Noting that 70 percent of all jobs in Washington state will soon require a post-secondary credential, Heidi says, “If we want growth in our economy, we need to increase the current rate of only 31 percent of our 9th graders earning some type of post-secondary attainment to over 70 percent. We need to educate parents and students that not all jobs will require a 4-year degree.” To that end, she began advocating for Career Start, which allows students to earn a career certificate while still in high school, similar to Running Start that focuses on AA degrees. “Kids need to know ALL their options,” ” she says, “And the state needs to make them affordable.”

Posted in: Activist of the Month, Advocacy and Activism, Funding, Higher Education

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LEV Board votes to oppose I-1366: Another mean-spirited distraction from Tim Eyman

The League of Education Voters (LEV) Board voted to oppose Initiative 1366 on June 23, 2015. I-1366 is sponsored by Tim Eyman and Jack and Mike Fagan and qualified for the ballot today.

The initiative would cut Washington state’s sales tax by one percent, resulting in the loss of approximately one billion dollars per year for the state—unless the Washington State Legislature approves a constitutional amendment requiring a two-thirds vote to raise revenue by April 2016. With about sixty-six cents of every sales tax dollar going toward public education, the passage of I-1366 would be disastrous for Washington’s students.

Eyman’s tactics in this initiative are nothing new; he has attempted time and time again to pass initiatives (I-960, I-1053, I-1185) requiring a two-thirds vote to raise or recover revenue. Thanks to the League of Education Voters v. State of Washington court case, the Washington State Supreme Court ruled I-1053 unconstitutional in 2013. Given the outcome of that case, Eyman is now resorting to extortion in an effort to force the Legislature to pass a two-thirds constitutional amendment.

Cutting the sales tax by more than $2 billion per biennium would necessitate devastating cuts to our schools, in violation of the Supreme Court’s McCleary orders and in violation of Article IX of the Washington State Constitution, which instructs the state to make “ample provision” for the education of Washington students.

Our Legislature recently passed one of the best budgets for education in our state’s history. Now is not the time to backtrack on the state’s progress toward an ample, equitable, and stable education system.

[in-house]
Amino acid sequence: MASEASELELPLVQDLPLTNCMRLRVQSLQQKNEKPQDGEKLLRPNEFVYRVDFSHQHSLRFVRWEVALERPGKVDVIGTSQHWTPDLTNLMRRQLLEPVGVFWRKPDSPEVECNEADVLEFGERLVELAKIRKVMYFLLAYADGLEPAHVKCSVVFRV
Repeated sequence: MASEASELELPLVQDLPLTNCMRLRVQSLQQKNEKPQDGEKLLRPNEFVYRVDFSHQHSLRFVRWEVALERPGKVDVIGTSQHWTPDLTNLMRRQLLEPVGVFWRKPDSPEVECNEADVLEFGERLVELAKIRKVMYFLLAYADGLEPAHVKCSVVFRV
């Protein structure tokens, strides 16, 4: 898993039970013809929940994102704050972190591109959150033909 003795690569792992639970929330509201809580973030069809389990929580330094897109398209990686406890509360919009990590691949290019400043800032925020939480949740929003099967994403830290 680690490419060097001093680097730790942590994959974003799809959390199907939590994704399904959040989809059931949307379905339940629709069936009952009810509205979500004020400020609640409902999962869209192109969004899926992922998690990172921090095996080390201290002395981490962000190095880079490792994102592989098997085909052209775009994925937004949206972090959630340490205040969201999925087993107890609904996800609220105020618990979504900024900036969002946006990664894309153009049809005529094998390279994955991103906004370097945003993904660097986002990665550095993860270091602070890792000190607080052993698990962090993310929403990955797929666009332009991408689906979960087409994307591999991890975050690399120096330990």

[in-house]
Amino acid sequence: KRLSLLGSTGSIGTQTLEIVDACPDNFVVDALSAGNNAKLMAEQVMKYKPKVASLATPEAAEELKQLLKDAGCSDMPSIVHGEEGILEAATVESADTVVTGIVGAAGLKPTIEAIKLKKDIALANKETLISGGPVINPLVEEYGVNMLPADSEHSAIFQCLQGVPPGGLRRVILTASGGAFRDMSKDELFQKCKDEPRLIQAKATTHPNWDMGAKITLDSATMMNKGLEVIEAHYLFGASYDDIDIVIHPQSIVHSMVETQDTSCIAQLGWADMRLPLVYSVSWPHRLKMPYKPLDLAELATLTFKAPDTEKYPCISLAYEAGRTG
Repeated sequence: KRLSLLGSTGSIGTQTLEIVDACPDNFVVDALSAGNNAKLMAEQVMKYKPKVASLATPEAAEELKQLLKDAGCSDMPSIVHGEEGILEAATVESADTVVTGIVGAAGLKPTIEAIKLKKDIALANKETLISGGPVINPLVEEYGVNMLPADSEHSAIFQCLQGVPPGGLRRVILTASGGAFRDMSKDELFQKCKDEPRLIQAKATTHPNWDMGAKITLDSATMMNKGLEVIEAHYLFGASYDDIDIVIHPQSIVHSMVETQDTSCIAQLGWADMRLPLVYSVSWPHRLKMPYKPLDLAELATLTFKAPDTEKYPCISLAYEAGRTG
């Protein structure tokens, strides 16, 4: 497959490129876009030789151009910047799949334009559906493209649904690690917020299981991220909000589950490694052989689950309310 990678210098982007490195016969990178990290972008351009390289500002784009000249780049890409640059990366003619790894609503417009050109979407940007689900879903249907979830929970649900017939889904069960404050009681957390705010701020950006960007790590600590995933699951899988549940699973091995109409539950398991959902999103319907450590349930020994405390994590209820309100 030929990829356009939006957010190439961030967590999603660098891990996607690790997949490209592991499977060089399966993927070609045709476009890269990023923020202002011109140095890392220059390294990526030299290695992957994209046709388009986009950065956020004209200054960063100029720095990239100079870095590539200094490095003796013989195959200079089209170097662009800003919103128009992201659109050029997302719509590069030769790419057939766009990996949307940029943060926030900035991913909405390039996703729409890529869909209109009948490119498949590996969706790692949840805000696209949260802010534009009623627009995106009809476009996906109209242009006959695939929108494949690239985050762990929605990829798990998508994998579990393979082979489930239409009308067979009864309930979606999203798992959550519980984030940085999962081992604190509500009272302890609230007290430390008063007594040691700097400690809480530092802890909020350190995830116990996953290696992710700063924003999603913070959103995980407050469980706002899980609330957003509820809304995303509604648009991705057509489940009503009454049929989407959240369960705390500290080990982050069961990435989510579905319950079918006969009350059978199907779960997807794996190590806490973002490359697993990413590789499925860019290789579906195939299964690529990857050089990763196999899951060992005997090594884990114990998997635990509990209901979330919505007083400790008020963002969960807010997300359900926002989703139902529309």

Learn more about our partners in opposition of I-1366 at the No on Tim Eyman’s I-1366 website.

Posted in: Blog, Elections, Funding, LEV News, Press Releases & Statements

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Local bond and levy elections raise $1.9B for schools

This February, in nearly 60 local bond and levy elections across the state, Washington voters sent a strong message of support to their local schools by approving 55 school levies, raising more than $817 million dollars for schools.

Sixteen of the 27 bonds passed, raising $1.11 billion for districts across the state. Unlike levies, the passing threshold for bonds is 60 percent. If a simple majority were the threshold, nine other bonds would have passed, raising an additional $694 million for school districts. A bill was introduced this session by Rep. Mia Gregorson to change the passing threshold for bonds to 50 percent, but it did not make it out of the House Education committee.
Of the 55 levies that passed, 44 were for maintenance and operations and raised $804 million total for districts across the state. Eleven of the 55 passed levies are capital levies, which raised more than $12 million for schools.

Eight of the levies passed thanks to simple majority, a 2007 voter-approved constitutional amendment supported by the League of Education Voters. Between 2008 and 2015, nearly $5 billion was raised for schools through local levies.
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Results certified in levies and bonds elections

As the League of Education Voters preliminarily reported in mid-February, Washington voters overwhelmingly supported their local school levies. The special election results were certified on February 25.

Of 197 levies, all but three passed, and voters approved $5.5 billion dollars in funding for schools (nearly $4.9 billion for maintenance and operations, $646 million for capital, and $1.7 million for transportation). Of that $5.5 billion approved, $1.49 billion passed thanks to simple majority, a 2007 voter-approved constitutional amendment supported by the League of Education Voters.

Of the 24 bonds that Washington voters were asked to approve, 11 passed, providing an additional $1.5 billion in public education funds. Unlike levies, bonds require a 60 percent voter approval rate.

Posted in: Blog, Elections, Funding